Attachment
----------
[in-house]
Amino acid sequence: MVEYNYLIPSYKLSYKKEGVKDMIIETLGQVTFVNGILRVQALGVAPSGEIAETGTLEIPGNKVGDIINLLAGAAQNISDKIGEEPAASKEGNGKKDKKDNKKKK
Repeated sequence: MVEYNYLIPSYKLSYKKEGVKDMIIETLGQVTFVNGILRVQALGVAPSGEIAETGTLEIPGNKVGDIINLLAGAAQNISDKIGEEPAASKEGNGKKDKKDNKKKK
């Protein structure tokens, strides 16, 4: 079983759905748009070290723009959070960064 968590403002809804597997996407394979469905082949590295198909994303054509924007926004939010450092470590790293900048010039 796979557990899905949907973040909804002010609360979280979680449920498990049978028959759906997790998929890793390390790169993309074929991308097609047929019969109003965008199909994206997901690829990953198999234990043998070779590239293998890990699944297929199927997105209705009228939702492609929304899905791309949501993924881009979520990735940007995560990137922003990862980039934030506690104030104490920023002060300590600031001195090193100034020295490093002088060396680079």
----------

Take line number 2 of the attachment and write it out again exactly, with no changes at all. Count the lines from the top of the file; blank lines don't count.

Amino acid sequence: MVEYNYLIPSYKLSYKKEGVKDMIIETLGQVTFVNGILRVQALGVAPSGEIAETGTLEIPGNKVGDIINLLAGAAQNISDKIGEEPAASKEGNGKKDKKDNKKKK